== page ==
The Drinking Water Contaminants of Emerging Concern (CEC) program identifies environmental contaminants for which current health-based standards currently do not exist or need to be updated, investigate the potential for human exposure to these chemicals, and develop guidance values for drinking water. Contaminants evaluated by CEC staff include contaminants that have been released or detected in Minnesota waters (surface water and groundwater) or that have the potential to migrate to or be detected in Minnesota waters.
This project will complete an inventory of drainage systems to prioritize locations for structural erosion control practices and buffer strips that will reduce sediment loading into Marsh Creek and Lower Wild Rice River downstream, which are both impaired by turbidity. An inspection plan and database will also be developed to enhance the county drainage ditch inspection program.
The Prioritization, Targeting, and Measuring Water Quality Improvement Application (PTMA) connects the general qualitative strategies in a Total Maximum Daily Load (TMDL) and Watershed Restoration and Protection (WRAP) and the identification of implementable on-the-ground Best Management Practices (BMPs). Leveraging geospatial data from the International Water Institute this application will be developed for two pilot areas within the Red River Basin.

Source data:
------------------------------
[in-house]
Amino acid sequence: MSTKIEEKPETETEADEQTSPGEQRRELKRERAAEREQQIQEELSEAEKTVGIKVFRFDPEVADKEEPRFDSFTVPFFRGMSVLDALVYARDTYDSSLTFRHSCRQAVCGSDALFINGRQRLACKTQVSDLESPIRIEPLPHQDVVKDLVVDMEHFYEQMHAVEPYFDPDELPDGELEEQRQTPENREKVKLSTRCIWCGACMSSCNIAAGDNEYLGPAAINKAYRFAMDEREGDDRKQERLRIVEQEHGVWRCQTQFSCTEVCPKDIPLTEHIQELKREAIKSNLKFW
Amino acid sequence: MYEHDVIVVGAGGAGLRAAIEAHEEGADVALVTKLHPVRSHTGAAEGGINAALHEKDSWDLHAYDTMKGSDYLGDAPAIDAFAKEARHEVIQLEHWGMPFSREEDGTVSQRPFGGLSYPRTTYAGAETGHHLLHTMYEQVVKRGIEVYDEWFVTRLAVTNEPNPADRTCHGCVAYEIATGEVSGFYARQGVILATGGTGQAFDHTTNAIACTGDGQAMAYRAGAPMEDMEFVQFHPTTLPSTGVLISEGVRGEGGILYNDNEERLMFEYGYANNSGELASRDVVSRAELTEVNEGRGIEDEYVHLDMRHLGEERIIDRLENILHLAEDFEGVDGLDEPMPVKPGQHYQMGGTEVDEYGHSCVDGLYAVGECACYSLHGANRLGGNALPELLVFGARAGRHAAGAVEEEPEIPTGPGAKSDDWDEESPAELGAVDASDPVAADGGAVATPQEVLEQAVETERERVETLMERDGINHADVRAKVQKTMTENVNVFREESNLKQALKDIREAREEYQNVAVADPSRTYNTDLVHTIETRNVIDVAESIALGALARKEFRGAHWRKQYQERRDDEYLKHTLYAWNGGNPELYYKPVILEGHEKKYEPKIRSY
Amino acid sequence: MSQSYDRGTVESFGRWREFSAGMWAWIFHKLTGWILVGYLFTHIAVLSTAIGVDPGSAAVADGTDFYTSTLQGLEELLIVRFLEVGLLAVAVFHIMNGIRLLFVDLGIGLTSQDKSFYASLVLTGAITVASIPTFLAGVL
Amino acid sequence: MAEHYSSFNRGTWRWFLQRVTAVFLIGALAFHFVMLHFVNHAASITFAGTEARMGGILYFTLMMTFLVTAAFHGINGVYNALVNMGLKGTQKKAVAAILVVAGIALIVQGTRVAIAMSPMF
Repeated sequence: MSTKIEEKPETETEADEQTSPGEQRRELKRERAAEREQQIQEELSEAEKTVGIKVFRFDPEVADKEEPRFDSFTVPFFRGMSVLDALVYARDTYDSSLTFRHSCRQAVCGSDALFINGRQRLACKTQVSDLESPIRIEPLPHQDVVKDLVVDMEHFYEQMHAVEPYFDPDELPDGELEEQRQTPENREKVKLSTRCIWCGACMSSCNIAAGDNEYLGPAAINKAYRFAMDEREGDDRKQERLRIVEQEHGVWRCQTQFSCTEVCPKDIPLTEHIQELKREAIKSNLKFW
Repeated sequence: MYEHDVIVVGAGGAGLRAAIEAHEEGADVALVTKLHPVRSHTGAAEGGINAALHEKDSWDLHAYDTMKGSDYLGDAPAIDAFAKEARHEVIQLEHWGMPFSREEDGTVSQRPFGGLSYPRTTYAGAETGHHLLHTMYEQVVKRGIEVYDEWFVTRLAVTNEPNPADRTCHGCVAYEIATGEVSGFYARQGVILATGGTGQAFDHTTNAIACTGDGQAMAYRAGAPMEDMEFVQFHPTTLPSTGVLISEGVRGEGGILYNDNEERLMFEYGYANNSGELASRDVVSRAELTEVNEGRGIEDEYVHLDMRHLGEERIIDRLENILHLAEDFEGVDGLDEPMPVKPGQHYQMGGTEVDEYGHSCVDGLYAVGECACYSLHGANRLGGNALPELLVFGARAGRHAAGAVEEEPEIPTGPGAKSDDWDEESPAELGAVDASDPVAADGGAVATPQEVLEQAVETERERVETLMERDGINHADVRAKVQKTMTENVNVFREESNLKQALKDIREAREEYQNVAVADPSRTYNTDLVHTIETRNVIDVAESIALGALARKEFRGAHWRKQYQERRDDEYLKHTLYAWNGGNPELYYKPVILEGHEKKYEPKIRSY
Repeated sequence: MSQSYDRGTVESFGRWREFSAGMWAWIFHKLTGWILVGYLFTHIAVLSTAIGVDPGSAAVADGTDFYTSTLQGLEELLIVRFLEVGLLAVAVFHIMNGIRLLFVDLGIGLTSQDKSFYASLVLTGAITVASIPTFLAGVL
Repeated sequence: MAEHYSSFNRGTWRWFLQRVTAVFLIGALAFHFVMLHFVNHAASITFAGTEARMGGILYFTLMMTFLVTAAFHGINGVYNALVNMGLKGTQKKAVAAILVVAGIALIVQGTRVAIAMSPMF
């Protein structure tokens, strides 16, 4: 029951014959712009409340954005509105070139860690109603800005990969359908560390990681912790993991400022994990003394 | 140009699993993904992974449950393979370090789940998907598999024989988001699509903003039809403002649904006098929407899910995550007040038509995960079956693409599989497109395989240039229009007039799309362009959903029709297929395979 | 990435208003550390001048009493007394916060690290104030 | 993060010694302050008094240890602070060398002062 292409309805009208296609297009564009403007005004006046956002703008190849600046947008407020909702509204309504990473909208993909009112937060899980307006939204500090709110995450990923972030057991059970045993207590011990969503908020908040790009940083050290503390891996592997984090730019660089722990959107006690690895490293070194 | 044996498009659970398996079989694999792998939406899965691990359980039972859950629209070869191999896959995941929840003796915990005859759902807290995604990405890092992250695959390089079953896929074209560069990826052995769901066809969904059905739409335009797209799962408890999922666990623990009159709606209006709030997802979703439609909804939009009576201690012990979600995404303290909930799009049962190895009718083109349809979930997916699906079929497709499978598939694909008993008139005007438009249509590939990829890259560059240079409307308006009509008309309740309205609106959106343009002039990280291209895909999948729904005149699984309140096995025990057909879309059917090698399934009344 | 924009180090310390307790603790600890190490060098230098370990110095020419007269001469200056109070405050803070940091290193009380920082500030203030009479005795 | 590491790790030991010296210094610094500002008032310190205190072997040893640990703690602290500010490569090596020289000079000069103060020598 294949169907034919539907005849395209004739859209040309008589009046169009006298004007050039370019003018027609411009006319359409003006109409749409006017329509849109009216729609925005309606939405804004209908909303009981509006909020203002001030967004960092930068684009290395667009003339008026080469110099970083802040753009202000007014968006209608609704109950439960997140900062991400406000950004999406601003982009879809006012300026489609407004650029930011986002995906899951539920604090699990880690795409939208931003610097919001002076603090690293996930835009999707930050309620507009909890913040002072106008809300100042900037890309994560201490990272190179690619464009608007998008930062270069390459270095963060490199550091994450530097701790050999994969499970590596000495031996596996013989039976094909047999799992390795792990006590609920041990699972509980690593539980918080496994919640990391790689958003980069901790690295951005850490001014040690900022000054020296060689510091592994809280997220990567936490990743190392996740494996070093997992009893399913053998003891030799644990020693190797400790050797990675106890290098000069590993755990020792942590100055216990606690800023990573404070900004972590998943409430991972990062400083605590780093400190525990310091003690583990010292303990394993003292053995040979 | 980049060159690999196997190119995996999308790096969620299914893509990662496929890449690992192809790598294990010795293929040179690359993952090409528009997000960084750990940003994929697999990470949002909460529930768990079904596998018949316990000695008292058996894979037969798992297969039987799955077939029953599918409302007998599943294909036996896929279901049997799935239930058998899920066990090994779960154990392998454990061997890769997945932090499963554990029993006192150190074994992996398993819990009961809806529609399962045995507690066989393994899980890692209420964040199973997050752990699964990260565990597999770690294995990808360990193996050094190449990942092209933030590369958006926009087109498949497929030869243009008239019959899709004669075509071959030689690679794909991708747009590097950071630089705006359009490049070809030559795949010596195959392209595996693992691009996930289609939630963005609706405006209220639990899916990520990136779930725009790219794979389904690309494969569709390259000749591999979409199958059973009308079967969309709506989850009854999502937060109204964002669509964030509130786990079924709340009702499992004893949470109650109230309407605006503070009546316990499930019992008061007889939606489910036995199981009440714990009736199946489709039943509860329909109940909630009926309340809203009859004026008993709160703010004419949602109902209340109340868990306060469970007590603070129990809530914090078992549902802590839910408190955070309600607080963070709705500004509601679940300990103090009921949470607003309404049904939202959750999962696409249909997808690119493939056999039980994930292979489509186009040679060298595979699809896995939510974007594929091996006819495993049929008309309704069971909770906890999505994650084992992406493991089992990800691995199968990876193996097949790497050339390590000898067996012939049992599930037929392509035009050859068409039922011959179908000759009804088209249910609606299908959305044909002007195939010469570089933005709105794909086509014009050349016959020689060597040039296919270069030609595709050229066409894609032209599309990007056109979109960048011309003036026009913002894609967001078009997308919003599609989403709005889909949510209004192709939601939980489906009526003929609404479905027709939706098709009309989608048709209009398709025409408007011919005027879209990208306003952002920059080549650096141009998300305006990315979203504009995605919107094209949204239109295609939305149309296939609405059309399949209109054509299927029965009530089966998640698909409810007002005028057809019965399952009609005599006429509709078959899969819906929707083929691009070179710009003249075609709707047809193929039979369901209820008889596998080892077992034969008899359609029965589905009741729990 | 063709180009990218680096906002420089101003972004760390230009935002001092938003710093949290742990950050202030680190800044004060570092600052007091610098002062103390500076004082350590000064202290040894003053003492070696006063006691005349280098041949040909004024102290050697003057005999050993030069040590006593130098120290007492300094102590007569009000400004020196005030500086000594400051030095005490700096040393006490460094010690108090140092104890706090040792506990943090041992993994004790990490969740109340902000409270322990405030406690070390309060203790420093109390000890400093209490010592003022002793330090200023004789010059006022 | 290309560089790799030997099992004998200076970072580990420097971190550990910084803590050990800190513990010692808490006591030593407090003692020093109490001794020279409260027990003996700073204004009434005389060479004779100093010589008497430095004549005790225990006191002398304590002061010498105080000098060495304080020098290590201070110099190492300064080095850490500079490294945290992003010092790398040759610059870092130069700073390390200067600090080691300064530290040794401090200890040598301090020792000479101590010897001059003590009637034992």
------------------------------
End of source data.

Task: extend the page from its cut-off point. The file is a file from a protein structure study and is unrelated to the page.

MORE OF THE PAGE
As part of the FY 2012 funding cycle, the Board of Water and Soil Resources granted funds for development of the Water Quality Decision Support Application (WQDSA). The WQDSA will provide land and water managers with geospatial data and online tools to prioritize, market, and implement actions on the landscape to achieve water quality objectives identified in local and state water plans and to ensure that public funding decisions are strategic and defensible.
The goal of this project is to engage citizens in local watershed monitoring, work with regional partners to promote understanding and protection of watersheds, and organize and facilitate gathering of scientific data for the benefit of water quality in the Red River Basin.
This project builds on the successful implementation of previous work, installing 29 water and sediment control basins and 25 acres of vegetative filter strips within the priority Marsh Creek watershed to reduce sediment loading into the Wild Rice River, which is currently not meeting water quality standards for sediment.